In Europe, the warning was given at the end of April. In a press release issued on Thursday, May 14, the US health authorities have now also warned health professionals about a rare, but potentially fatal inflammatory disease affecting children, and probably linked to COVID-19. The disease has been named multi-system inflammatory syndrome in Children (MIS-C) by the US Centers for Disease Control and Prevention (CDC).
First reports in late April
Initial observations of the disease were made at the end of April in the United Kingdom, when the Paediatric Intensive Care Society (PICS) relayed an alert from the NHS, concerning an increase in the number of cases of seriously ill children.
A few days later, the same observation was made in France, where around 20 children showed similar symptoms. 'These are children between 2 and 10 years old, with no notable antecedents and no chronic disease,' said Isabelle Kone Paut, professor of paediatric rheumatology at the Kremlin-Bicêtre hospital in Paris.
In the United States, about 100 cases, including at least three deaths, have been reported in the state of New York. 'Healthcare providers who have cared or are caring for patients younger than 21 years of age meeting MIS-C criteria should report suspected cases to their local, state, or territorial health department,' the CDC said.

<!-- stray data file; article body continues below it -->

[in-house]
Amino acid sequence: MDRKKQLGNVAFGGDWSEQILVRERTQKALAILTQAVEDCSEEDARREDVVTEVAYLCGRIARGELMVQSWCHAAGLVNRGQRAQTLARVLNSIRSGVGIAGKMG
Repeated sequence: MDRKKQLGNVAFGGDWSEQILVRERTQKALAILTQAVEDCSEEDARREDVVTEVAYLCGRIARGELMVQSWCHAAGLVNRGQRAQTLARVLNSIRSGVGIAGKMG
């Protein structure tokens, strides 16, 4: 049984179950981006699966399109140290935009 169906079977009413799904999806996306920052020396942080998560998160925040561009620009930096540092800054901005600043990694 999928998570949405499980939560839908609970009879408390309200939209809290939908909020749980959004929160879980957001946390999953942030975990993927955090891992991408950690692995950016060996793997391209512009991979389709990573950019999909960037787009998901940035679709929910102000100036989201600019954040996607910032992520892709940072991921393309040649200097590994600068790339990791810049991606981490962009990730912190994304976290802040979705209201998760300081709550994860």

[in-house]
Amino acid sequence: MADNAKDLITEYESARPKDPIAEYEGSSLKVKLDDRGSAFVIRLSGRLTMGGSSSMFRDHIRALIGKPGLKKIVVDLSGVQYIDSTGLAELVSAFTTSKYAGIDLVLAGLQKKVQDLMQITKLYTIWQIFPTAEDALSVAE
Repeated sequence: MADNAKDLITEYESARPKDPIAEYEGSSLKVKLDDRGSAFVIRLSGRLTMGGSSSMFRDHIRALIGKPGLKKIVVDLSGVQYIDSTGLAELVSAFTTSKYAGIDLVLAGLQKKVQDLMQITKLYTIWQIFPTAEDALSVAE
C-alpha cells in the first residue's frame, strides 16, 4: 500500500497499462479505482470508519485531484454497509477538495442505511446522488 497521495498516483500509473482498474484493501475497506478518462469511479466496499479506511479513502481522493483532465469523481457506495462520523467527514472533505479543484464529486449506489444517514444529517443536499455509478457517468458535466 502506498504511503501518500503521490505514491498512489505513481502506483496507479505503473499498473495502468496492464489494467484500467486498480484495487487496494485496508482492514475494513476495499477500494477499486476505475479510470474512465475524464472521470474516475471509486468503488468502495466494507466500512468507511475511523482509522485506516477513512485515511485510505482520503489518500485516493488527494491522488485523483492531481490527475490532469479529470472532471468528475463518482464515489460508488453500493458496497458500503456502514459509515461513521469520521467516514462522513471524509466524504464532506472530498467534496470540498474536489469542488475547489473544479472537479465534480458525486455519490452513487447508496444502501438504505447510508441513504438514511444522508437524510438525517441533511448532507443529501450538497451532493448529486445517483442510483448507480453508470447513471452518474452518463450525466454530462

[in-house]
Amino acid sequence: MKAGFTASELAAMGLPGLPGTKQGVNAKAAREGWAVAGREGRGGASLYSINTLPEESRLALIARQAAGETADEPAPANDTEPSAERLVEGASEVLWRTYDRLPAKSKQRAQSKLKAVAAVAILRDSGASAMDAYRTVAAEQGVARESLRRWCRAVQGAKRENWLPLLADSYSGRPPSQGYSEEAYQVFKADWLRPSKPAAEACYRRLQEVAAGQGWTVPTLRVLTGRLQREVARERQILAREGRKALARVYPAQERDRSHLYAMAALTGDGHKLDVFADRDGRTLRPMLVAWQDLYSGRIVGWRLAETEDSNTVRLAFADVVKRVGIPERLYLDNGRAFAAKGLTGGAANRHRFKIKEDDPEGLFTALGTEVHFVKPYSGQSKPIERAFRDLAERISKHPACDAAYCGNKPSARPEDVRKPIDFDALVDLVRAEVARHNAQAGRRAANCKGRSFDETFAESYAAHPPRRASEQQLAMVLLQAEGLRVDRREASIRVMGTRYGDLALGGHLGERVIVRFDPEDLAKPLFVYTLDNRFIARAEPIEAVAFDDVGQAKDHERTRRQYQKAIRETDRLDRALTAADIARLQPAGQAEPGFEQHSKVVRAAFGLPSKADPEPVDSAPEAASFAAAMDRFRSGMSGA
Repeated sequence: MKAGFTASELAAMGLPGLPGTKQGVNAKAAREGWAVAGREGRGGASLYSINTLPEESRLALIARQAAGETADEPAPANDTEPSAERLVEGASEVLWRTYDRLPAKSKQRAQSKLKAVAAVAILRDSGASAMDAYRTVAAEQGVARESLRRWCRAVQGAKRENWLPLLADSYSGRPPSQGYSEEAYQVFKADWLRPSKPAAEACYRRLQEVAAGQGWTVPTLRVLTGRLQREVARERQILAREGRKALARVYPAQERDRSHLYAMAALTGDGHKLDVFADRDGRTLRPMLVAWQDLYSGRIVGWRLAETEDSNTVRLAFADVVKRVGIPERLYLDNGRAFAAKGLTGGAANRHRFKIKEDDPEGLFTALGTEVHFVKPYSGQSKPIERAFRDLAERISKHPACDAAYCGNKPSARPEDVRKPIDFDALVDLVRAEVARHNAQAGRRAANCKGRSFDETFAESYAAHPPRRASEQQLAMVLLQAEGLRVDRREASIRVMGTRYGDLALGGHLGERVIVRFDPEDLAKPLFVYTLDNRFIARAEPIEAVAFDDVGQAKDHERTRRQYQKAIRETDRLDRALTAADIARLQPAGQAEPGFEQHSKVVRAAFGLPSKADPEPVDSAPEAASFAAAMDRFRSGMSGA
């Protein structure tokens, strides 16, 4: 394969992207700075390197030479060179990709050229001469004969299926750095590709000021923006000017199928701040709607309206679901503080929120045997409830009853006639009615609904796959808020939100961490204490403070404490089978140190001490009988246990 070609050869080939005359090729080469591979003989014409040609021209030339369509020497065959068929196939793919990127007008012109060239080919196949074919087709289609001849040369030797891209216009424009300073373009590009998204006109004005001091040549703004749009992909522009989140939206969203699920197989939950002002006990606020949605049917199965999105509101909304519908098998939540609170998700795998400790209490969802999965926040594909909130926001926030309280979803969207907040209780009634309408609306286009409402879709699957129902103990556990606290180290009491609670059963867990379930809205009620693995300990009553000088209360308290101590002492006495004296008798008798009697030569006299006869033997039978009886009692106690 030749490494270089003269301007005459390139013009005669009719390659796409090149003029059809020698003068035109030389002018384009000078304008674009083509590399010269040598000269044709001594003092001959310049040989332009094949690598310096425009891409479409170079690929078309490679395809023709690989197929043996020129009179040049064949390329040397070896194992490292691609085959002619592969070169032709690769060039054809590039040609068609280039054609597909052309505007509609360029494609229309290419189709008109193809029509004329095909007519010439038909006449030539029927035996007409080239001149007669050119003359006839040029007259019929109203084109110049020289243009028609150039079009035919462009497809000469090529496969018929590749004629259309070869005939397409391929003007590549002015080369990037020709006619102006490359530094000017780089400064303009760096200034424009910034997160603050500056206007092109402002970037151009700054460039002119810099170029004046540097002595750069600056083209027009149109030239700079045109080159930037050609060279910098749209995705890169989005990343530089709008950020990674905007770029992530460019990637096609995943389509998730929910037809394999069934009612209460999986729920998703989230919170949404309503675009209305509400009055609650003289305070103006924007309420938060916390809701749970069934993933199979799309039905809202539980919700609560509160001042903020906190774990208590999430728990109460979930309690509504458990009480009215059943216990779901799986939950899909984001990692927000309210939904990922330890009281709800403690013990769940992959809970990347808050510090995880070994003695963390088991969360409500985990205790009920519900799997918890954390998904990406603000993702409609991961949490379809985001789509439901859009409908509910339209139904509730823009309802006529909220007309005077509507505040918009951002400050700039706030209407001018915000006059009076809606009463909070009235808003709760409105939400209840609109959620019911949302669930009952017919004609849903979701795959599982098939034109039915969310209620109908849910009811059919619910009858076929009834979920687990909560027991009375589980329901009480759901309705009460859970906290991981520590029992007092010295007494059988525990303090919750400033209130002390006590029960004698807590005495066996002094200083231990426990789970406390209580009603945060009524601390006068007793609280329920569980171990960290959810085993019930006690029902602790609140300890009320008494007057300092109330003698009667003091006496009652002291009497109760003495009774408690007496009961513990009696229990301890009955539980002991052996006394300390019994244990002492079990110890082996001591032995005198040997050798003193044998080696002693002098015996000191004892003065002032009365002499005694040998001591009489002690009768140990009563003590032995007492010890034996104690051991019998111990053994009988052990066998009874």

Symptoms similar to Kawasaki
Criteria include symptoms such as fever and multi-organ inflammation requiring hospitalisation, with the inability to make a diagnosis, and exposure to COVID-19 or confirmation of the disease. As a reminder, doctors confronted with this new disease have observed symptoms similar to those of Kawasaki disease, a vascular syndrome affecting young children, the cause of which remains undetermined.
And while the role of children in the transmission of the novel coronavirus is still difficult to assess, as is their resistance to the virus, the CDC believes that the hypothesis regarding this syndrome which is similar to Kawasaki's disease should be considered 'in any pediatric death with evidence of SARS-CoV-2 infection.'
According to paediatrician Sunil Sood, of the Cohen Children's Medical Center in New York, interviewed by the AFP, inflammatory symptoms seem to appear 4 to 6 weeks after the child has been infected with the virus, when he or she has already developed antibodies. 'They had the virus, the body fought it off earlier. But now there's this delayed exaggerated immune response,' the doctor said.